The colors: The major setback of this book are the colors are way too dark on several pages. Being a comic book, it’s okay to cheat with the reality of a situation, such as on the first page which is set in a cave. Lighter colors, such as blues, could have been used to connote a dark environment. Colorist Enrica Eren Angiolini (Pages 1 – 15), with flats by Viviana Spinelli, makes it difficult to see the visuals. Better are the two pages of flashbacks that tell the tale of the people Remi has encountered. I really like the use of pinks, violets, and blues to create this alien environment. The fourth page’s center panel is a much brighter image of Amaithea. She and Ezra should have been this easily seen from the start. Lightening the cave would have helped considerably. I like the pale yellows for Halden, but when back to Remi and her allies look how dark things have become; Page 7 is practically a waste with only Remi clear. The same holds true on 8 where the characters blend too easily into the settings. Again, lightening the background would have aided the visuals. The action taken on 12 is beautiful and becomes a stunning sight due to the strong colors on 13. Daylight improves things immensely, but they they again go too dark for the next four pages. Case in point, the sound effect on 16 cannot be read because the sound blends in with the visual — and it’s on a white background! This was very disappointing. If I can’t see the visuals, why am I purchasing a book that depends on visuals? Overall grade: D+ 

The letters: Dezi Sienty is responsible for the indecipherable dialogue between the aliens, dialogue, sounds, and the concluding for words. I like the way Sienty makes the aliens incomprehensible to the reader and Remi, increasing their alien feel. I love that lower case letters are used in Remi’s dialogue and those who speak the same tongue. It’s rare to see this in comic books and doing so calls attention to it and reminds the reader that these characters aren’t human. There are a few sounds in this issue and they’re good, but the addition of more, especially during the fight, would have made it more exciting. It’s not Sienty’s decision to do so, that’s on the writers. Overall grade: B+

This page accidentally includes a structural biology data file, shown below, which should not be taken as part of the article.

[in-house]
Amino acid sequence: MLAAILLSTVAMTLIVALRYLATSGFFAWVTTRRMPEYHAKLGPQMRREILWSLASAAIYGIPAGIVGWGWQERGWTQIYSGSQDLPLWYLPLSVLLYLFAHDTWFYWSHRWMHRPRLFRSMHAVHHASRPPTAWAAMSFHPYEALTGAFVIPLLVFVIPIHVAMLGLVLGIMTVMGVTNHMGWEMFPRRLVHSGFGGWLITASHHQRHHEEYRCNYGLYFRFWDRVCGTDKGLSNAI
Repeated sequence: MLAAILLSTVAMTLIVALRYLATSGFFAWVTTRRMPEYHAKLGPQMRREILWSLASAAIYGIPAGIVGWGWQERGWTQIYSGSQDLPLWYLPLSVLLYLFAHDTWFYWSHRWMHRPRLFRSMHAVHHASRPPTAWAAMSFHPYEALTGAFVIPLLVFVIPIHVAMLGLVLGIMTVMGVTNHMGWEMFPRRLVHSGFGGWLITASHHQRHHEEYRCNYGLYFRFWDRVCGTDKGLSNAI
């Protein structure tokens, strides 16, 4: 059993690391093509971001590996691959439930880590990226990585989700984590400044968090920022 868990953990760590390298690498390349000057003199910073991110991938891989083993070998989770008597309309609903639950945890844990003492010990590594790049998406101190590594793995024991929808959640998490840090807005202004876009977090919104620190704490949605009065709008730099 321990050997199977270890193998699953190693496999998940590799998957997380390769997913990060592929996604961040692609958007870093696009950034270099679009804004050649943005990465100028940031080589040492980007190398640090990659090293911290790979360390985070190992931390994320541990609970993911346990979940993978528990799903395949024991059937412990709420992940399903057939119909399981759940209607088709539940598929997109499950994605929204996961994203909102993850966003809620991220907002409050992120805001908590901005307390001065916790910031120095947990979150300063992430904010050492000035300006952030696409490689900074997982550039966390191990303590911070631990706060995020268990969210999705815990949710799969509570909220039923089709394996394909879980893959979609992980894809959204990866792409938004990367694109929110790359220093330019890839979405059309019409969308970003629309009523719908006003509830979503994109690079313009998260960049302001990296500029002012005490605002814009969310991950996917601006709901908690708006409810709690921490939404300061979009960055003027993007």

The final line: A good stopping point, but not a conclusion for this saga. Characters seem to be rushed to get to their final destinations, though the ending is a triumph. I loved the artwork, which has created a wonderfully unique look for this world. Had the coloring not been so dark it would have been more enjoyable to see. The letters are also visually arresting, done in a font that emphasizes the difference between the races. I enjoyed this series quite a bit and I hope that Aspen doesn’t take too long to continue Remi’s saga. Overall grade: B-

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To see the covers visit my Instagram account: patrickhayesscifipulse

Patrick Hayes was a contributor to the Comic Buyer's Guide for several years with "It's Bound to Happen!" and he's reviewed comics for TrekWeb and TrekCore. He's taught 8th graders English for 20 years and has taught high school English for five years and counting. He reads everything as often as he can, when not grading papers or looking up Star Trek, Star Wars, or Indiana Jones items online.